Terrible toll of COVID ‘McCarthyism’, chief twit’s improv management
Gadfly: Terrible Toll of COVID ‘McCarthyism’
“There were two viruses that the authorities wanted to control in 2020 and 2021,” argues Spiked’s Brendan O’Neill: COVID and “the virus of dissent:” “Experts referred to lockdown scepticism and Covid misinformation as their own kind of disease.” Anthony Fauci decreed “what is true and what is false in relation to Covid” and saw it become “gospel” for “Big Tech overlords.” And that no “direct chain of command between the Biden administration and Big Tech” was needed “for Covid censorship to occur is more chilling.” It yielded the “most serious clampdown on political liberty the West has experienced in a very long time”: “We must never again allow experts to suppress whatever they decree to be anti-scientific or dangerous thought.”
Republican: ‘Jim Crow’ Lies Corrode Democracy
After the 2018 and 2020 elections, losing candidates like Stacey Abrams and Donald Trump falsely claimed Georgia’s elections “aren’t free and fair,” fumes Georgia Secretary of State Brad Raffensperger at The Wall Street Journal. Last month’s election turnout broke records, with larger-than-usual shares of black voters, and Democrats who backed President Biden’s “Jim Crow 2.0” conspiracy theory “came up short.” Still, Sen. Raphael Warnock and Biden doubled down on their false claims. The truth? “Georgia has smooth, trustworthy elections,” and Warnock, Biden “and their allies in the media — like Mr. Trump and Ms. Abrams before them — knew all along that their claims were ridiculous.” They may use such divisive rhetoric to get out their vote, but it’s “corrosive” to democracy.
Libertarian: Congress Out To Deepen Deficits
“So much for all that talk about falling deficits,” snarks Reason’s Eric Boehm, as the “government ran a $249 billion deficit during the month of November — that’s the largest total ever posted for that month.” Despite this “unsustainable” borrowing, “Congress is gearing up to spend even more.” The lame-duck session’s $1.7 trillion omnibus bill will likely “add to this year’s budget deficit and the ballooning national debt,” up to $585 billion this year alone, per The Committee for a Responsible Federal Budget, and the Congressional Budget Office says “the damage could exceed $5 trillion” over 10 years. And rising interest rates darken the picture, as “the federal government spent 53 percent more on borrowing costs last month than it did in November 2021.”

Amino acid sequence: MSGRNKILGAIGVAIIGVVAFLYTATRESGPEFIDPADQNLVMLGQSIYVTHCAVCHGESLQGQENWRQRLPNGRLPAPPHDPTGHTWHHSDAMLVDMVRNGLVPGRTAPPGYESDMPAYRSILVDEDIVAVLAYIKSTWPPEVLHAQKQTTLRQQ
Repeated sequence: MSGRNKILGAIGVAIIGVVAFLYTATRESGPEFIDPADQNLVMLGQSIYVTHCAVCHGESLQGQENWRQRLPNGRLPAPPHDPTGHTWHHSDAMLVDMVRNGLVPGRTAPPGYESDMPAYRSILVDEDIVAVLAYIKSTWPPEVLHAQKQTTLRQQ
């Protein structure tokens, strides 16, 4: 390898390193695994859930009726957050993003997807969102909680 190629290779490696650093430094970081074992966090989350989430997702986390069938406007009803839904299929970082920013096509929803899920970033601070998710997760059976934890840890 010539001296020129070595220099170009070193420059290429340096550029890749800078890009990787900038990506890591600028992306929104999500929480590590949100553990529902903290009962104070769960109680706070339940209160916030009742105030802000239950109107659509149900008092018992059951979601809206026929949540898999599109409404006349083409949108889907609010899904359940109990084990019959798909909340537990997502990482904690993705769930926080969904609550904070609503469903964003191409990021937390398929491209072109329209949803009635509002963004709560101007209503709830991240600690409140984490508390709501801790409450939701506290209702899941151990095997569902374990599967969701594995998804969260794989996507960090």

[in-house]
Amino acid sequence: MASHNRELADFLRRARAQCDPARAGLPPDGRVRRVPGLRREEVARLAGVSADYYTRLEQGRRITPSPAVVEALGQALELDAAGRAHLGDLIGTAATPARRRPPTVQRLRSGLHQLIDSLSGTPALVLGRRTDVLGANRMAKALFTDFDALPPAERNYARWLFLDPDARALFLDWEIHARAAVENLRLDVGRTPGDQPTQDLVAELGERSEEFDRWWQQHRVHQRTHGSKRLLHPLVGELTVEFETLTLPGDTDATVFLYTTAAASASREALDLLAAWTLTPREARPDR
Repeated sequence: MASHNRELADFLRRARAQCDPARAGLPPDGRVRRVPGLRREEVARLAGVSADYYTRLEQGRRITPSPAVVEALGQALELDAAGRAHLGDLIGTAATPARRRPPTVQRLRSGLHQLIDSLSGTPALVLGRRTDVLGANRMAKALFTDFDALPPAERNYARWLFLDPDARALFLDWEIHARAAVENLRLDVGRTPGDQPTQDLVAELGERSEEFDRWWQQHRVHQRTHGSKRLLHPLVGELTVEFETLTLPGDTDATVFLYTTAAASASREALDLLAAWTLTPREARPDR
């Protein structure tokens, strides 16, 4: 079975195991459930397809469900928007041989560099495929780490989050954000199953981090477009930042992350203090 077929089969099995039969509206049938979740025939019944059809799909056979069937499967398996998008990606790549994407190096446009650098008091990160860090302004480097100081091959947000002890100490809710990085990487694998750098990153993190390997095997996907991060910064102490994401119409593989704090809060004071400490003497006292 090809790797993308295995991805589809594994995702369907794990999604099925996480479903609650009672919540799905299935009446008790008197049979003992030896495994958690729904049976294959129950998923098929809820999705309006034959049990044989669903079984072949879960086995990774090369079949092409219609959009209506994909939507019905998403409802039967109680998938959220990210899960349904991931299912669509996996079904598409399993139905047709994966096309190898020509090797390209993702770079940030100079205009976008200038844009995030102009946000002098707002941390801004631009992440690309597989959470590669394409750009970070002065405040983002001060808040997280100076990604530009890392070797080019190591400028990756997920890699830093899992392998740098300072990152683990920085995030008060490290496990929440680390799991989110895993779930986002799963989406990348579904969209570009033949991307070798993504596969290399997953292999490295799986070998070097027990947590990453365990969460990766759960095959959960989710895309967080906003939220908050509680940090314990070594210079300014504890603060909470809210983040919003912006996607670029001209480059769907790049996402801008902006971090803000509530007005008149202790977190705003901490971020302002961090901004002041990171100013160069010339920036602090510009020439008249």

Conservative: Chief Twit’s Improv Management
“Musk is seemingly making up Twitter policy on the spot by tweet — and then asking his team to come up with a justification post-tweet,” observes Stephen L. Miller at SpectatorWorld. It “all came to a head” with Thursday night’s suspension “of several high-profile journalists” over Musk’s “own questionable definition of personal ‘doxxing,’ ” and the blocking of links to rival site Mastodon with “a message reminiscent of previous Twitter Trust and Safety actions during the banning” of The Post’s laptop reporting. It seems policy’s being set by “Musk’s emotions, changing by the moment according to his own personal circumstances.” Yet “using Twitter as his personal celebrity enforcement mechanism has no good outcomes for anyone.”
Economists: Yellen’s ‘Alternate Reality’
Treasury Secretary Janet Yellen offers an “alternate reality” on the US economy, argue Michael Faulkender & Aaron Hedlund at The Washington Times. Far from her “bleak picture,” in January 2021 it “was eight months into rapidly falling unemployment, strong GDP growth, and low, stable inflation.” “No further economic rescue was needed,” but Democrats’ American Rescue Plan brought “more government spending, advancing a vision where people’s livelihoods are separated from the virtues of work and where domestic energy production is vilified.” The result: “Consumer prices rising 13.8% since Mr. Biden, Ms. Yellen and their team took office, a historic labor shortage, and now the most rapid rise in interest rates in decades, coinciding with minimal economic growth.” Americans “need a return to pro-growth policies that encourage work, encourage investment, and boost energy production, with the private sector once again leading the way in generating abundant prosperity for all.”
— Compiled by The Post Editorial Board
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